The players met two years ago at a Pro Athletes Outreach convention, a Christian-based conference for players and coaches. Davis said he reached out “immediately” to Thomas, who said Davis was just a phone call away throughout the rehab process.
“It was good for the fact that I knew mentally, physically, financially, everything that I was experiencing, he’s been through and overcame, and it could give me peace of mind,” Thomas said this week during a teleconference. “It was great the friendship was already developed, and just his words of wisdom, his encouragement and him reaching out definitely helped me throughout my process.”
Davis told Thomas to take it slow, listen to his body and not push his knee.
Davis and Thomas spoke before and after Carolina’s 38-0 win against the Giants in Week 3 of this year. Davis had five tackles and a sack in Carolina’s dominating performance. Thomas, whose Giants were winless at that point, wasn’t in the best of moods after the game.
Still, Davis had more advice.
“He was telling me, ‘Make sure when you’re covering this route and you put yourself in that position, you got to take that extra step. You can’t play like you used to because you’ll put your knee in a vulnerable position,’” Thomas recalled.
“He literally grabbed me and showed me. That’s just T.D. at his best.”
Three weeks later, Davis had two sacks and nine tackles in a 35-10 win against Minnesota. The performance earned him NFC Defensive Player of the Week honors.
“I watched his game when they played Minnesota, and he had a lot of tackles and he was flying across the board, and I was like, man, he’s getting back to his old self,” Thomas said. “And I really didn’t challenge myself but I said, you know what? You can do that. If he can do it, you can do it.”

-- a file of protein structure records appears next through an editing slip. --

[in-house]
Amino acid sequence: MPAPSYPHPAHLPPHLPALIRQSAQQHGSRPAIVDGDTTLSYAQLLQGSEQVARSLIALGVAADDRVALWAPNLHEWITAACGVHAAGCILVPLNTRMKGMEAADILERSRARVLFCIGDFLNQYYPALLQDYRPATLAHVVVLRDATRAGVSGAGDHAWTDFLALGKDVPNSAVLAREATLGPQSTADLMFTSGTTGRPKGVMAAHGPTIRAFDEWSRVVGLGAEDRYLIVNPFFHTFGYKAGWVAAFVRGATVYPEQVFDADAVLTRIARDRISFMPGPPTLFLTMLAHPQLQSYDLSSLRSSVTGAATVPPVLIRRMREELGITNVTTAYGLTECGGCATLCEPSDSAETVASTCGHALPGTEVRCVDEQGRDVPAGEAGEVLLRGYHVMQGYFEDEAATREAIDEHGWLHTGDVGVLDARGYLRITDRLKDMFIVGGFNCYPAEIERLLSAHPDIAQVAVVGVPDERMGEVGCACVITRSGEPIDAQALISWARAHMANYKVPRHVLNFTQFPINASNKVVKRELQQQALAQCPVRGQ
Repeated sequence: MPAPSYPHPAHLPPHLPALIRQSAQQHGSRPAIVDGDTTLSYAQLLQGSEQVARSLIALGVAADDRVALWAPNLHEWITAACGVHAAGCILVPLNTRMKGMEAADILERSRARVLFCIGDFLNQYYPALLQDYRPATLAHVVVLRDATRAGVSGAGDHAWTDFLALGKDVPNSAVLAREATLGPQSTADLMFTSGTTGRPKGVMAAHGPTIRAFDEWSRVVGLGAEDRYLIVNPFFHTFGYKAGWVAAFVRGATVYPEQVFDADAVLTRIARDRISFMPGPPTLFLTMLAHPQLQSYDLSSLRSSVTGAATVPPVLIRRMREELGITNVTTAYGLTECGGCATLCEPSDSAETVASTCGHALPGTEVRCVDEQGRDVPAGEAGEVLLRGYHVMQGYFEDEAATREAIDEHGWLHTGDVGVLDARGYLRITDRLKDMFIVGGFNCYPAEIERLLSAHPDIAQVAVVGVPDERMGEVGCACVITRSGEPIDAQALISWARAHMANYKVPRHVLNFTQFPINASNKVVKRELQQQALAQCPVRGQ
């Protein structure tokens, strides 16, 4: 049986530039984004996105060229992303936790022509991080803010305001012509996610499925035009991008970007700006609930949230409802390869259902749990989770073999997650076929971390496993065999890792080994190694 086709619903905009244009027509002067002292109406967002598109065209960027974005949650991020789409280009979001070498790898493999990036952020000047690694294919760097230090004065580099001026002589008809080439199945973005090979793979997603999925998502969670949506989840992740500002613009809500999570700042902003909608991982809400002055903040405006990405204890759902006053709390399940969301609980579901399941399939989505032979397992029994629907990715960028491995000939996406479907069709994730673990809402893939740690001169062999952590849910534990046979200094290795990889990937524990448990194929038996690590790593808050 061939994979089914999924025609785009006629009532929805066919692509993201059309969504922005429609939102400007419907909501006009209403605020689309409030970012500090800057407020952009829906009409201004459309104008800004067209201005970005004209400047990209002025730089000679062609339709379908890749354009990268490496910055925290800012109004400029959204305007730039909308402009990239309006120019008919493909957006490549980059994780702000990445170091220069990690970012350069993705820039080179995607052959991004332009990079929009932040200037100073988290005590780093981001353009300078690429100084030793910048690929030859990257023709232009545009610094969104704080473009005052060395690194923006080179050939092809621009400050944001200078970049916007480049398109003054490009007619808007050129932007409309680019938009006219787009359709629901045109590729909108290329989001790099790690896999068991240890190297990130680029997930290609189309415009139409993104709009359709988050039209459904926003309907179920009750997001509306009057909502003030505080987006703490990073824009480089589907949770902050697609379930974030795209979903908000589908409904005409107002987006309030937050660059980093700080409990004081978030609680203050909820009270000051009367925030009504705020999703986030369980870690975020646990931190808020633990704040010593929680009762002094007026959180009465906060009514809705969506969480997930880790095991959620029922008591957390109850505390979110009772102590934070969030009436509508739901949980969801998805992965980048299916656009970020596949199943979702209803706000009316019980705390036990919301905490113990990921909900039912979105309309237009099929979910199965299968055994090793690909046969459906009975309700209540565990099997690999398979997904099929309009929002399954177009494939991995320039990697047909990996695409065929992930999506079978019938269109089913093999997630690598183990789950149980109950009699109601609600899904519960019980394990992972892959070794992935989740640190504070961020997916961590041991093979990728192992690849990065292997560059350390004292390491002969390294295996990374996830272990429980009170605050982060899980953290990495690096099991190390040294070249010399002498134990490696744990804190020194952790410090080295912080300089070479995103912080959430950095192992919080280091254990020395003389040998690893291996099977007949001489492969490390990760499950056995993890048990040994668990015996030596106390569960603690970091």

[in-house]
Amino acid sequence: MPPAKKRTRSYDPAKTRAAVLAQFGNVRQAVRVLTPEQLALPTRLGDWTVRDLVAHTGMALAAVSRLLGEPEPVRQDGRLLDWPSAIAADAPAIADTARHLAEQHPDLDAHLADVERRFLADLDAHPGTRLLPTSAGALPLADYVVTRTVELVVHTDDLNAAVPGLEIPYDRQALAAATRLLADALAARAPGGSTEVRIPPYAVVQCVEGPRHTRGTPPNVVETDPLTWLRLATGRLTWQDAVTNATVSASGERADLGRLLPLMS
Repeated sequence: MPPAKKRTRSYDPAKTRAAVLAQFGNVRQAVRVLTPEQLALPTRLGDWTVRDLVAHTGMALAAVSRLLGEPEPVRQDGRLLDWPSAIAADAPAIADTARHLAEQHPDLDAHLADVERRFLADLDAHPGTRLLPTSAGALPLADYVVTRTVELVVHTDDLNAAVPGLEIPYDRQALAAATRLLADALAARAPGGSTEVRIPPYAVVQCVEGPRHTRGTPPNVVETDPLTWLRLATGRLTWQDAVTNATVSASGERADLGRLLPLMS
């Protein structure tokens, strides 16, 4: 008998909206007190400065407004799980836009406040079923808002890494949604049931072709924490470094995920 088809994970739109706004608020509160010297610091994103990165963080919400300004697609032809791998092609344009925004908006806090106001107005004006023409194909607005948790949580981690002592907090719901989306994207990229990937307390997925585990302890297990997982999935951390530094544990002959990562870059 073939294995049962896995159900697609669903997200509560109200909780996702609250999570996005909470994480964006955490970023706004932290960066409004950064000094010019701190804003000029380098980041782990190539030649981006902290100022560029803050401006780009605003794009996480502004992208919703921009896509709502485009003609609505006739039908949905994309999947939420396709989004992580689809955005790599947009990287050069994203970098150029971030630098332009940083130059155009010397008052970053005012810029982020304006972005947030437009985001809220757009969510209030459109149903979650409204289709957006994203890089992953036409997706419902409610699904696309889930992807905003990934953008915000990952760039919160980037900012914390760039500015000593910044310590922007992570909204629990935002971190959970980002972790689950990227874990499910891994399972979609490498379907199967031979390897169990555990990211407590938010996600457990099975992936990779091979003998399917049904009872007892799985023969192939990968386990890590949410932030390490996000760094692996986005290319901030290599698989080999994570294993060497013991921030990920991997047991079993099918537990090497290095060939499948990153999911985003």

Two weeks later, Thomas played in every snap of the Giants’ 16-7 win against the Eagles, recording 11 tackles and a sack that caused a fumble.
He was named NFC Defensive Player of the Week.
After missing most of three years with knee injuries, Davis had a 118-tackle season in 2012. That had Panthers teammates and coaches calling for him to be named Comeback Player of the Year, an award that eventually went to Broncos quarterback Peyton Manning.
Manning and Vikings running back Adrian Peterson had been considered the runaway favorites for Comeback Player of the Year, a realization that bothered Davis.
Partly because of the snub, Davis said, he doesn’t have high expectations for the Pro Bowl this year. Despite selection-worthy numbers, he isn’t in the top 10 in fan voting for outside linebackers.
But he said he knows why.
“I understand what’s going on in the league as far as the guys who are pass rushers who go and get 10 or 12 sacks, they get the outside linebacker positions,” he said. “The 4-3 (defense) linebackers really get looked over because those guys get all of those spots. It’s unfortunate but it’s where we are in this league.
“But I just play this game for the love and try to win games.”
He has done that this season. The Panthers are 7-3, and Davis has been key despite a gnarly, month-old laceration on the bridge of his nose that gets deeper with each game.
He’s tried five or six different helmets, but they haven’t kept him from re-aggravating the cut, which has quarterback Cam Newton calling him Buster Douglas, after the former heavyweight boxer.
Davis tried stitches once, but the cut opened up again after the first hit of a game.
“I’m not focused on it,” Davis said. “It’s something I have to deal with. My wife still loves me with my nose like this.”
And it’s not like Davis hasn’t had worse injuries.